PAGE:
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Club Q suspect faces murder, bias-motivated charges in deadly shooting

Club Q suspect faces murder, bias-motivated charges in deadly shooting
Club Q suspect faces murder, bias-motivated charges in deadly shooting 02:40

The Club Q suspected gunman faces at least 10 charges in the deadly shooting, including five charges of first-degree murder and five charges of bias-motivated crime. Five people were killed and 19 others injured in the Saturday night shooting in Colorado Springs. That number was revised on Monday afternoon from 25 injured to 19, with 17 of those suffering gunshot wounds. 


The five victims who died in the shooting have been identified as Ashley Paugh (she/her), Daniel Aston (he/him), Derrick Rump (he/him), Kelly Loving (she/her), Raymond Green Vance (he/him).

Kelly Loving (she/her), Ashley Paugh (she/her), and Derrick Rump (he/him) Colorado Springs Police Department
Daniel Aston, (he/him) and Raymond Green Vance, (he/him) were identified as two of the victims in the shooting at Club Q, an LGBTQ club in Colorado Springs. Colorado Springs Police Department

Police credit patrons with stopping the gunman from causing even more bloodshed at the LGBTQ nightclub. Police said one patron grabbed the gun from the suspect, hitting him with it and pinning him down until officers arrived. 

"Had that individual not intervened this could have been exponentially more tragic," Colorado Springs Mayor John Suthers said. 

Law enforcement said the suspect used an "AR-15 style semiautomatic weapon" in the attack but a handgun and additional ammunition magazines were also recovered. 


The gold 2005 Toyota Highlander that was towed away from the scene at Club Q is registered to Aldrich. 

Club Q on its Facebook page thanked the "quick reactions of heroic customers that subdued the gunman and ended this hate attack."


The suspect remains in custody with no bond, and is in the hospital with unspecified injuries. He has been identified as Anderson Lee Aldrich, 22. Questions are being raised about why authorities didn't seek to take Aldrich's guns away from him in 2021, when he was arrested after his mother reported he threatened her with a homemade bomb and other weapons.

Though authorities at the time said no explosives were found, gun control advocates are asking why police didn't try to trigger Colorado's "red flag" law, which would have allowed authorities to seize the weapons his mother says he had. There's also no public record that prosecutors ever moved forward with felony kidnapping and menacing charges against Aldrich.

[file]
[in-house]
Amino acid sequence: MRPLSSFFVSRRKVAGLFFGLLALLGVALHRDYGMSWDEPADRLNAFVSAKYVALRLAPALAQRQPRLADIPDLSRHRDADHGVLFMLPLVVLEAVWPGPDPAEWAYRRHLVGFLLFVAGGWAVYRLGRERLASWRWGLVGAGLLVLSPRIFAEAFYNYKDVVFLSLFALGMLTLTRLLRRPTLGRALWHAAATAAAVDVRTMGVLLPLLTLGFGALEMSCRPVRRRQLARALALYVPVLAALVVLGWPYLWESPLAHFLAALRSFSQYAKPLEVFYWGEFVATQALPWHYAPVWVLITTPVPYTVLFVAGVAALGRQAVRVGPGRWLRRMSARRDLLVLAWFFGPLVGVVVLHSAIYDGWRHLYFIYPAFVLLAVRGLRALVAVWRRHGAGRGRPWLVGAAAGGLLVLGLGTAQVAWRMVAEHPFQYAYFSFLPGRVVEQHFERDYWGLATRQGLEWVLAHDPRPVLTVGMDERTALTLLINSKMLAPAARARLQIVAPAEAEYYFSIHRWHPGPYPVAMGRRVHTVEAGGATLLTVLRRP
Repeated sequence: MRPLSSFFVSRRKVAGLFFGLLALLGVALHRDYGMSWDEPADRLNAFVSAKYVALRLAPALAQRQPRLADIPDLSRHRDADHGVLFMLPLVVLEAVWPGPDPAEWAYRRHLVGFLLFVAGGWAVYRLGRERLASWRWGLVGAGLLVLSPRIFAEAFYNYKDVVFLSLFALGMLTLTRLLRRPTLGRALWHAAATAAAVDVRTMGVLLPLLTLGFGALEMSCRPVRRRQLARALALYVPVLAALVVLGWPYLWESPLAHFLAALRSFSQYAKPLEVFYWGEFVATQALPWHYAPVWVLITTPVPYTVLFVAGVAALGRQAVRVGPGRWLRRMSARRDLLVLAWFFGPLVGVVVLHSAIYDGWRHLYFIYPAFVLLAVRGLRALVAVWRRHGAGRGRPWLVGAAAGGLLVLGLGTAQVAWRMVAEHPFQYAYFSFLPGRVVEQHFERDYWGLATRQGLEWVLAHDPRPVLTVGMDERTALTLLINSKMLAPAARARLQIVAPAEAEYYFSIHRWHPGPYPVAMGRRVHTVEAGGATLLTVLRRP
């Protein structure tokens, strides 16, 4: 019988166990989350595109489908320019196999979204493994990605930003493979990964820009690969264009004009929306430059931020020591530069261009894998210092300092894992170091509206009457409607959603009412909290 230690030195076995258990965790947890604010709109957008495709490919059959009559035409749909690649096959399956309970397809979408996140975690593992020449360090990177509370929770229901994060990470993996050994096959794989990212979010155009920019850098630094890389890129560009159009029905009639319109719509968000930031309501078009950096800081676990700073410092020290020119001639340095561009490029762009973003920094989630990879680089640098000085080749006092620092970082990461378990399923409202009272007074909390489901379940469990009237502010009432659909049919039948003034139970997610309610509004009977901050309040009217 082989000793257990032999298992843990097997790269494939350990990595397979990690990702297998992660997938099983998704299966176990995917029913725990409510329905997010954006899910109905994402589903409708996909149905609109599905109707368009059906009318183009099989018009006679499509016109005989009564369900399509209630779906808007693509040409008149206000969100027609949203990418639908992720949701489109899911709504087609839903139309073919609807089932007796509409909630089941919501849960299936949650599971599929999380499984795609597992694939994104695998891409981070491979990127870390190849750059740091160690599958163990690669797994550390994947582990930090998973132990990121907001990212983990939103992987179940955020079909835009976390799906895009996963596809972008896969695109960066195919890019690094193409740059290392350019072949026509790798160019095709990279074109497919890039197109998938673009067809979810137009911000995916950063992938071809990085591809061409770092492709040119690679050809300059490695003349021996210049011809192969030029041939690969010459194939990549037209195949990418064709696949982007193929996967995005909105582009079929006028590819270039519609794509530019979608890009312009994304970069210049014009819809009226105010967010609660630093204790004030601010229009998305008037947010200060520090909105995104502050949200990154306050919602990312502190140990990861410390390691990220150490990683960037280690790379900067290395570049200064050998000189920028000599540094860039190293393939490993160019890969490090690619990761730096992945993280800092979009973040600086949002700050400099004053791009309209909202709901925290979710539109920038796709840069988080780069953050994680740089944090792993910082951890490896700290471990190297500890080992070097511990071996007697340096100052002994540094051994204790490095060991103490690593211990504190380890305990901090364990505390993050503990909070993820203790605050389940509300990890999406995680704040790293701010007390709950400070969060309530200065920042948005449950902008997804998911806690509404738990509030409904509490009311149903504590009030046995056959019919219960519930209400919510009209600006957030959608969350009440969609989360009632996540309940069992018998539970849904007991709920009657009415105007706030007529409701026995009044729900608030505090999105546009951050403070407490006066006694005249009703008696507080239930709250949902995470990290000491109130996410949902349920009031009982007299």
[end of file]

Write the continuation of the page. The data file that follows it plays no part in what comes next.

Michael Allen, the 4th Judicial District Attorney, said that the suspect has not been formally charged as of Monday afternoon. Aldrich is scheduled to appear before a judge via video at a future date. A bias-motivated crime is defined as a crime with intent to intimidate or harass another person because of their perceived race, religion and sexual orientation, among other things. Colorado's law changed last year and now bias-motivation only needs to be part of the offender's motivation in committing the crime. 

Some of those injured were hurt trying to get away from the shooter. At least seven were in critical condition. 


Colorado Gov. Jared Polis, who became the first openly gay man to be elected a U.S. governor in 2018, called the shooting "sickening."

"My heart breaks for the family and friends of those lost, injured and traumatized," Polis said.


A community memorial sprang up Sunday near the club, with flowers, a stuffed animal, candles and a sign saying "Love over hate" next to a rainbow-colored heart.

The shooting happened during Transgender Awareness Week and just at the start of Sunday's Transgender Day of Remembrance, when events around the world are held to mourn and remember transgender people lost to violence.  


A large crowd attended an interfaith service in Colorado Springs on Sunday night where they remembered those killed and injured in the shooting.

The Colorado Springs Police Department hosted a news conference on Monday afternoon to discuss the latest developments in the case. 

The FBI is asking anyone with information about the deadly shooting at Club Q to call and speak with an agent, regardless of how small or insignificant that person believes the information may be. 

The FBI has set up a tipline for anyone with information, video, who witnessed or was driving by, or may have information about the suspect in the Club Q shooting to please call 1-800-CALL-FBI (or 1-800-225-5324).

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